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Has anyone used spray foam insulation on an earth bag home?  RSS feed

 
Posts: 5
Location: Central Maine
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Hey everyone,
I am in the planning phase of our future earth bag house and had a question regarding insulation. Has anyone used spray foam insulation on the exterior of their earth bag house? We will be in central Maine and will need to insulate it in one way or another. I've come across a few different ideas, but this one seems easiest. Just curious if anyone has done this before and what you used to cover it (just earthen plaster or stucco or ?). Also if anyone has any other advice or suggestions on insulating earth bag houses in general would be appreciated as. Thanks!
 
pollinator
Posts: 1343
Location: cool climate, Blue Mountains, Australia
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Spray foam is PU foam and very enviro-unfriendly and unhealthy on the top of it. And it breaks down in UV light as there is always a bit of light it will break down after a few years.
 
Posts: 120
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I'm not aware of any projects doing this, but I think that it is an awesome combination. The closed cell spray foam blowing agents being used in the last few years (solstice and similar) have a much much lower footprint. By grabbing a complete air and vapor barrier on the exterior, and seamlessly insulating the exterior of all that mass, that house, properly designed and built, should have a tiny heating/cooling load for a very long time. Stucco over spray foam over Adobe is very popular and successful in northern NM. Stucco over SPF would keep all insect, UV, fire away from the  SPF. In your climate, I'd just keep the inside as your breathing side. If you can afford it, it'd be awesome. I do know of exterior rigid foam over EB.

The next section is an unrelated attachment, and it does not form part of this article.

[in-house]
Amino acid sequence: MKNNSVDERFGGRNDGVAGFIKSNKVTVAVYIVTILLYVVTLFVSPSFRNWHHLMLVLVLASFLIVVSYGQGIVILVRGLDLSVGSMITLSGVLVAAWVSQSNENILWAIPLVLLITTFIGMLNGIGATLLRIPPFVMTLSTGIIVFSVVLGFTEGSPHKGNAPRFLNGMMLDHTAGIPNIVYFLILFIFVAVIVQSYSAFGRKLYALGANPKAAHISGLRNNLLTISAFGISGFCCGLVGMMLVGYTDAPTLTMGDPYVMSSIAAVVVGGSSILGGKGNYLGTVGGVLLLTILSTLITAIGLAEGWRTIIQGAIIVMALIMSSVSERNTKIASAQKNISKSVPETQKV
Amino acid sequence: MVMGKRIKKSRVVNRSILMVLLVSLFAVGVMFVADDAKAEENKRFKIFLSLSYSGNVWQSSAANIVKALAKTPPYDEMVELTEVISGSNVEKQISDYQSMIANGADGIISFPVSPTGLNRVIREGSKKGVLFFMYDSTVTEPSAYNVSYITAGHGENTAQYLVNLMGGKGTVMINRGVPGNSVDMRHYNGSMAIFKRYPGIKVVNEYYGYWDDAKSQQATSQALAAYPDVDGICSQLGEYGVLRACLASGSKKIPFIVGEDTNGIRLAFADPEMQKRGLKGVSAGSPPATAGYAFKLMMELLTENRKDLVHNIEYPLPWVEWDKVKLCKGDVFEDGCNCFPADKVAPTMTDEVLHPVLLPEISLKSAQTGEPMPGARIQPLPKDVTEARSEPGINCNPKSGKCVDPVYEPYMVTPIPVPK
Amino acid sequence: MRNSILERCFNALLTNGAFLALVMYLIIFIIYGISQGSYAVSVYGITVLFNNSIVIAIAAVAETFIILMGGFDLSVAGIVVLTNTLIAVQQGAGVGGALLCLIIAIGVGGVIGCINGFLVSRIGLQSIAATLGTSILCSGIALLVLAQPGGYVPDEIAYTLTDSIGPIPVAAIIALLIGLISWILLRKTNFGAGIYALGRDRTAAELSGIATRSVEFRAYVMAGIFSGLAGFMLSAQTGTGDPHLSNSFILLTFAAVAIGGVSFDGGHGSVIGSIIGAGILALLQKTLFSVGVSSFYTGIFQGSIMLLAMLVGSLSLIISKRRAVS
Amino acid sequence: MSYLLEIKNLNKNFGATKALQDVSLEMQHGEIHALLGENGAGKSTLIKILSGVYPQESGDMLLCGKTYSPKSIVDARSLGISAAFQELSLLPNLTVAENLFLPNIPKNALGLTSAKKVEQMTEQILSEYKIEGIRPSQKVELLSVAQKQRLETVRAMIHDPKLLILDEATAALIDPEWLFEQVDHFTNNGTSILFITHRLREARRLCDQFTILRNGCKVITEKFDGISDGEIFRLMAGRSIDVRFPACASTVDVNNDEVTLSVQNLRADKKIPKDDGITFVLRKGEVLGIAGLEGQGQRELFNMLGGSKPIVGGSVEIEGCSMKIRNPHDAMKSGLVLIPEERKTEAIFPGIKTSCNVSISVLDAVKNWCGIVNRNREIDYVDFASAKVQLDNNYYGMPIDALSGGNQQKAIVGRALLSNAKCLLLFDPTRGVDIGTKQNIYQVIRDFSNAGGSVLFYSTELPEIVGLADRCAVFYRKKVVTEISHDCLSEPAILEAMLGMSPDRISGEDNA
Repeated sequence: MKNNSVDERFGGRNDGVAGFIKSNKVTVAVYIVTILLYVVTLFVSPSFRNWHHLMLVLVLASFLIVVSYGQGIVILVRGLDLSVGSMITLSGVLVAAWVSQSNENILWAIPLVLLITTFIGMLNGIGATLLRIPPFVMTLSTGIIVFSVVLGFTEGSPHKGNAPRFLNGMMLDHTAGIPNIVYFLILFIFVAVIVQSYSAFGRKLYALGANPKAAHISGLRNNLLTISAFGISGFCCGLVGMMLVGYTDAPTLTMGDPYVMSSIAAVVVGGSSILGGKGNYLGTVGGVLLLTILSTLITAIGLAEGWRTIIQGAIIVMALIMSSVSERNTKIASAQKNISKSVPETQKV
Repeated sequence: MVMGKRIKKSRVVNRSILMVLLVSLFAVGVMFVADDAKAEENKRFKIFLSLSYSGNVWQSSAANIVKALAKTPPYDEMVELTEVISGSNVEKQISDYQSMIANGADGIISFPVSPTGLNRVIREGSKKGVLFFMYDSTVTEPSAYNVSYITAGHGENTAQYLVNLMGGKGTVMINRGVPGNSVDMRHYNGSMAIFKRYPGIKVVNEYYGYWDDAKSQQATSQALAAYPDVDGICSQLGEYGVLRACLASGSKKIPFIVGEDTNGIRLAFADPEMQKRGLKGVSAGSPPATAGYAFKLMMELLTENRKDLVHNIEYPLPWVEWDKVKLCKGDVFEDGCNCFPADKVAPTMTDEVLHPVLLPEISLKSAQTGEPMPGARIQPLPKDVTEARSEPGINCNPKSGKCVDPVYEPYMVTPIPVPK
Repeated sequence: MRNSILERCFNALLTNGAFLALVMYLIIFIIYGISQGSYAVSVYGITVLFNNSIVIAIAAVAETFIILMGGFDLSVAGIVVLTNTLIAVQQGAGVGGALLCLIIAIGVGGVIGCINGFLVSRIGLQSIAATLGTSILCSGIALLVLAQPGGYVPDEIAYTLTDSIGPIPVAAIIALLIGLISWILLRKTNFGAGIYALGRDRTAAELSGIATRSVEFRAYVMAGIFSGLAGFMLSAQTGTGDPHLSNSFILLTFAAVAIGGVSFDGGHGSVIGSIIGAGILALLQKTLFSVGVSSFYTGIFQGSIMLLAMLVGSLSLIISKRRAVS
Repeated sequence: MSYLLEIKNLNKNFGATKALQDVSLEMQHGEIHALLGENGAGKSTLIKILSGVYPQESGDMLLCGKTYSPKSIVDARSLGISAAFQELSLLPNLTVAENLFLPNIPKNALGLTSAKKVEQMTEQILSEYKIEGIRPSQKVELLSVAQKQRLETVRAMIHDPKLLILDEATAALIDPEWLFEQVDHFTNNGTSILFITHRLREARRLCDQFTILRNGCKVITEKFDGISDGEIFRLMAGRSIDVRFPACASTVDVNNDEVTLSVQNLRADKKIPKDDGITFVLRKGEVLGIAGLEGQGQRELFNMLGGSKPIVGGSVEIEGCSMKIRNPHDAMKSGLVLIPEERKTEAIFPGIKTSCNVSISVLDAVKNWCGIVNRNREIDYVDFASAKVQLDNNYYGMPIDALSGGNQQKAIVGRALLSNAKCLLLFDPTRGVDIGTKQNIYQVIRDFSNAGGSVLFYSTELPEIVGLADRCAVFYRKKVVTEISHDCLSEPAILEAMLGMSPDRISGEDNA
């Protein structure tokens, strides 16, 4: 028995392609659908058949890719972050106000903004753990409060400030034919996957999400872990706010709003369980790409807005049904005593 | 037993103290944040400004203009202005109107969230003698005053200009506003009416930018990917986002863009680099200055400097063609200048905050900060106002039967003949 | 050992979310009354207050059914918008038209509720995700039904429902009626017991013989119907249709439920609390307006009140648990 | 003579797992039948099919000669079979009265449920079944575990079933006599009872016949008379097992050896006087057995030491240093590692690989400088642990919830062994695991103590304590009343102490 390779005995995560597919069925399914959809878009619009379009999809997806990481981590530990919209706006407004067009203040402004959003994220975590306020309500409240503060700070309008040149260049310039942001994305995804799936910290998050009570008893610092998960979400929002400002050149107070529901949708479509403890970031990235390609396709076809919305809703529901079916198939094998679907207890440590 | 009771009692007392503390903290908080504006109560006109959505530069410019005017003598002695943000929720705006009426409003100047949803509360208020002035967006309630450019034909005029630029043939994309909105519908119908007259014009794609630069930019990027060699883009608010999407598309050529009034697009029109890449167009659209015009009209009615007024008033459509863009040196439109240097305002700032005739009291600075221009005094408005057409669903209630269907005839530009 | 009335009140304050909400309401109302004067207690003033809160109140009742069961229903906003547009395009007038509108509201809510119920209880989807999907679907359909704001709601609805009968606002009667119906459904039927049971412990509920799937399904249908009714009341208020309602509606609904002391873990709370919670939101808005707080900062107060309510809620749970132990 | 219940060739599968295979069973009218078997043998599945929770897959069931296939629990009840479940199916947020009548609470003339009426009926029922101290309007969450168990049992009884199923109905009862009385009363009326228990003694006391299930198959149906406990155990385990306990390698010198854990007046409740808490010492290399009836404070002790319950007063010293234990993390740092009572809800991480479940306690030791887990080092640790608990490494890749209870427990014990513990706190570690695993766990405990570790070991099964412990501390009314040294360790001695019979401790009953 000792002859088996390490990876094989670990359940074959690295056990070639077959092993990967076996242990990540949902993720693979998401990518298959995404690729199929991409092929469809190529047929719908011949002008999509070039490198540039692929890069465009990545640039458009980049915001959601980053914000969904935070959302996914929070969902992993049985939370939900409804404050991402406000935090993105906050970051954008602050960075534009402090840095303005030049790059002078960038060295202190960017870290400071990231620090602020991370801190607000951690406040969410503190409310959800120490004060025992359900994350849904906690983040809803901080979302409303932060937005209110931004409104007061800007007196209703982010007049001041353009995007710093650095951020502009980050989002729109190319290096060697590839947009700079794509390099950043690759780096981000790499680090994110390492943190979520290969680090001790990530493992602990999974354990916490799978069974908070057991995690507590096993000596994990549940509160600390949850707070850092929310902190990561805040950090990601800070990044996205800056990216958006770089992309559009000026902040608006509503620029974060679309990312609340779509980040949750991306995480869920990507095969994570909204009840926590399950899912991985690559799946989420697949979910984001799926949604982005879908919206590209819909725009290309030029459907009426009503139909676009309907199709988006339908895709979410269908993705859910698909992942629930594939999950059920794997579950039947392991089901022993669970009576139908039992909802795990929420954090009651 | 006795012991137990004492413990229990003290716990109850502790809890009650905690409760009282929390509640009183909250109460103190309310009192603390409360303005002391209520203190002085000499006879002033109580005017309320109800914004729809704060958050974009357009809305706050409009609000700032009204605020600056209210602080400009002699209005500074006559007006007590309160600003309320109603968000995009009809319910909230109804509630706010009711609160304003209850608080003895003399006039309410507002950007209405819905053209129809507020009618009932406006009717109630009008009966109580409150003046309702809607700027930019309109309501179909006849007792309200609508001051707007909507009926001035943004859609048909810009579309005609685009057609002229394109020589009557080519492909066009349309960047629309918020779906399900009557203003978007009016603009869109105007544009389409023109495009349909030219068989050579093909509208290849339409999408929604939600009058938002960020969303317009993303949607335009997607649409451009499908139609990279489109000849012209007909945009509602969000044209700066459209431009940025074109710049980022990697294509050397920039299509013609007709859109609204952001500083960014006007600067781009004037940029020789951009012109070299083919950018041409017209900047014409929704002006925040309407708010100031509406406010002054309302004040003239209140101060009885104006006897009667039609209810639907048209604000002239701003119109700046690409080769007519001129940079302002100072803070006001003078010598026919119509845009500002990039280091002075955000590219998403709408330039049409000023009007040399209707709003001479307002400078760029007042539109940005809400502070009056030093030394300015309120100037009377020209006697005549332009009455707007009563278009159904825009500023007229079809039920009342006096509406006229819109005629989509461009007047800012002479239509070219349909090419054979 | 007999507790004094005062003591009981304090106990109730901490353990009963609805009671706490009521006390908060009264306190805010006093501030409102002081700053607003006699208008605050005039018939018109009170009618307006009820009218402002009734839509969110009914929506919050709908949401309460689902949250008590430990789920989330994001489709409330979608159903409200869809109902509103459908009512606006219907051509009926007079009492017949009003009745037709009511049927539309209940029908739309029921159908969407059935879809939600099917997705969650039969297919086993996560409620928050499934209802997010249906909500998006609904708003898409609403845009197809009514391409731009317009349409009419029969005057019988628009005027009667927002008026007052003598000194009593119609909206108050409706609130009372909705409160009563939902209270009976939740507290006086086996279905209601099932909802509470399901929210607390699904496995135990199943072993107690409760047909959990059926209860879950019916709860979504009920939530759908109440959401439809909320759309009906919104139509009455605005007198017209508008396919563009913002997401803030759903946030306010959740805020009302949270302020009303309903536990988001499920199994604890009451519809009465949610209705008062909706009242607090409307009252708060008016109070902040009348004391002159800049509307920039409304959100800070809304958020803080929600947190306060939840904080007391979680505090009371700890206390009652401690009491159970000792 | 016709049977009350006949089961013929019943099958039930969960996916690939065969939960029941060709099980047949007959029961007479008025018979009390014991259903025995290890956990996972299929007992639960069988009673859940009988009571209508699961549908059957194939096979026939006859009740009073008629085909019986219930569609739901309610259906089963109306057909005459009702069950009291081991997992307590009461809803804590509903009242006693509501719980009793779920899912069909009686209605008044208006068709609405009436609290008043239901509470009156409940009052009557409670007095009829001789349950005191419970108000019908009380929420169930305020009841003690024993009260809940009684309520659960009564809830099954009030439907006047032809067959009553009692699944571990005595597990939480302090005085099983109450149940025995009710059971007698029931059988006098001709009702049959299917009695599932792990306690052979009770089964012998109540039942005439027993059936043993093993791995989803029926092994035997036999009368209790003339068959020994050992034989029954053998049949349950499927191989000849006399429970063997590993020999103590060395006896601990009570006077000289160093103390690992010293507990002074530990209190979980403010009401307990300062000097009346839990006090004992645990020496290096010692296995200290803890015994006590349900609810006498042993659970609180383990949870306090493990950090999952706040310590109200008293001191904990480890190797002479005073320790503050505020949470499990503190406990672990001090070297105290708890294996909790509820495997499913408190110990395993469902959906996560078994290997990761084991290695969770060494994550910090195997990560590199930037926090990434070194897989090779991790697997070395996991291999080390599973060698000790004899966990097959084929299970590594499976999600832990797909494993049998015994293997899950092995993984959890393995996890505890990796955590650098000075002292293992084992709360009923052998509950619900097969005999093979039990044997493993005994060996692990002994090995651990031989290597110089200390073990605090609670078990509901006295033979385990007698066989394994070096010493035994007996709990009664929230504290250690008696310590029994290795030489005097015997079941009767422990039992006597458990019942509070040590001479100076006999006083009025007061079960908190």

pollinator
Posts: 153
Location: Ashhurst New Zealand
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I wouldn't use it, for a few reasons:

1. Environmental footprint of manufacture + transport...the stuff's hardly a poster child for earth friendly materials.

2. Offgassing into living space. Most PU for direct application (as well as adhesives like Gorilla Glue) contains methylene diphenyl diisocyanate, which has all sorts of toxic effects, many of which are known to the state of California.

3. Breakdown under UV exposure, as mentioned above.

4. The stuff traps water amazingly well (lesson learned the hard way when I used it as a teenager to fill rusted quarter panels on my beater first car). This makes me doubt that it's breathable, which is a red flag for something that will be part of the building fabric.

According to this article there are some possible green alternatives: https://www.scientificamerican.com/article/better-home-insulation-needed-to-ward-off-chemical-exposure/ ; I have no idea about pricing, availability or long-term performance on these but they look attractive at first glance.
 
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